The BBC World Service asked three cartoonists from Afghanistan, Iran and Venezuela to give their take on US President Barack Obama's first 100 days in office.
You can compare the results with
cartoons by British artists
published on the website last week.
In the last 100 days, Barack Obama has launched a very wide range of foreign policy measures that have brought the US closer to the rest of the world. For the last couple of decades, US foreign policy has not been run by the State Department, it has been pursued based on the demands of those in uniform. I think Mr Obama has shifted the headquarters of foreign policy from the ministry of defence back to the State Department. In this cartoon I show him walking on a very fine rope: he is trying to bridge the White House with the rest of the world.
As for the vulture flying above Obama: we shouldn't forget that there are a lot of forces around the world that don't want peace, that don't want harmony. I was trying to say that by walking on this thin rope, Mr Obama shouldn't forget that we still live in a very troubled world and that he has to face a lot of other problems as well, and he has to solve them.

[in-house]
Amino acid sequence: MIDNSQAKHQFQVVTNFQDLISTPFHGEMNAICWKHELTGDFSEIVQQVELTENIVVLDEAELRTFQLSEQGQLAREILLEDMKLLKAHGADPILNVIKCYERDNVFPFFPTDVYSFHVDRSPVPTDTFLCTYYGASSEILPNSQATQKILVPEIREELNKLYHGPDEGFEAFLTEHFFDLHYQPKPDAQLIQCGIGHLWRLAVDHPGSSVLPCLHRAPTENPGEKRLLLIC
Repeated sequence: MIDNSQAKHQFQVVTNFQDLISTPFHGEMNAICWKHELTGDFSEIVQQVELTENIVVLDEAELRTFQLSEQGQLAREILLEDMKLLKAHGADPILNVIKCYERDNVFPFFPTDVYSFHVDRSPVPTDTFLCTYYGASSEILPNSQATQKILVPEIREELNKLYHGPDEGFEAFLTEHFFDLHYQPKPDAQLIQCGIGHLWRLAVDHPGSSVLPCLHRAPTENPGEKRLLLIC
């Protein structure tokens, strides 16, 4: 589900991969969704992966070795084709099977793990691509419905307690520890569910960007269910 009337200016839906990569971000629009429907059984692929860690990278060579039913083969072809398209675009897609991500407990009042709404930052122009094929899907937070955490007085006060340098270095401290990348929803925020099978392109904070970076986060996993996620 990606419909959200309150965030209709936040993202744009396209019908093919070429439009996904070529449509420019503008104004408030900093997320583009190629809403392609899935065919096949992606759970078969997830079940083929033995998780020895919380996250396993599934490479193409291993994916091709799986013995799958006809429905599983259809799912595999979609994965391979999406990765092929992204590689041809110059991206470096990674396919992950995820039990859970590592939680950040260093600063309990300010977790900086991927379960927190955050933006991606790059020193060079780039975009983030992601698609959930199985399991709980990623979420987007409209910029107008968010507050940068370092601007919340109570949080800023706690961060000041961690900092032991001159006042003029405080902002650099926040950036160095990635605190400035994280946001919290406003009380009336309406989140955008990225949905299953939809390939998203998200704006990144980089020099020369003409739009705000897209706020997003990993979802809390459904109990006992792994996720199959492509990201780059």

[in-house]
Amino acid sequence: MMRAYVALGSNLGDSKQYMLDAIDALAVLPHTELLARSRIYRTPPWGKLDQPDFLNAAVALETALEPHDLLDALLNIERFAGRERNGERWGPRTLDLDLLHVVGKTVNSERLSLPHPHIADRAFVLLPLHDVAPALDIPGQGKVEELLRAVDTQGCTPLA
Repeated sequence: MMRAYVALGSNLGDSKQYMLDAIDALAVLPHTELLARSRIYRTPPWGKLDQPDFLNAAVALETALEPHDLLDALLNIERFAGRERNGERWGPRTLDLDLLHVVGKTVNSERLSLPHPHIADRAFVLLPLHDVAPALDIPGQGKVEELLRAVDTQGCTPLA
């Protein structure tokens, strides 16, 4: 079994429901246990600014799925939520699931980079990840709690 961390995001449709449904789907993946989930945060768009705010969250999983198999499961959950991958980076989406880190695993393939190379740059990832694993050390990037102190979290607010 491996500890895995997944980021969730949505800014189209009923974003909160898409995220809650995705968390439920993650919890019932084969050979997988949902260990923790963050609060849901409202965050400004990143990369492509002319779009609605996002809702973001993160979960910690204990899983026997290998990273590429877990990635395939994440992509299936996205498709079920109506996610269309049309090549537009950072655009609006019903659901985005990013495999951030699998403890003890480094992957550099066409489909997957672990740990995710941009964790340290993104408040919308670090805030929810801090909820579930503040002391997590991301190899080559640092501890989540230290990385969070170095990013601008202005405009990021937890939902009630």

In one of the cartoons, Obama appears like the Greek character, Sisyphus - trying to push the globe up the hill. And we all know what happened to Sisyphus - he wasn't able to do it. In the other he is trying to protect the world from being impaled on a plummeting graph.
It's not really easy to make fun of Obama as a person because although he has a sense of humour he is way ahead of most politicians we've seen in recent decades. Bush was funny - the way he used to talk, the things he used to say. Fortunately, because of the nature of politics and the problems we face, we'll get a few ideas from how he deals with the crisis so that'll help us. A cartoonist usually has an opinion and, personally, I'm not sure he can deliver.
The cartoon is about the meeting between Obama and [Venezuelan President Hugo] Chavez at the Summit of the Americas. The caption is: 'Do you want to be my friend?' - the proposal made by Mr Chavez to Mr Obama. In the next picture, we can say that in fact Mr Obama is talking to Bo, the new White House dog, saying 'I accept'. And, well, you can interpret that however you like...!
At the beginning, Obama had a huge advantage, no-one knew if the happiness which greeted his victory was because he had won or because Bush was going! And I think that's given him an interesting platform from which to address others. But, as cartoonists, we must always fear the worst, because that's what humour, satire and laughter are based on.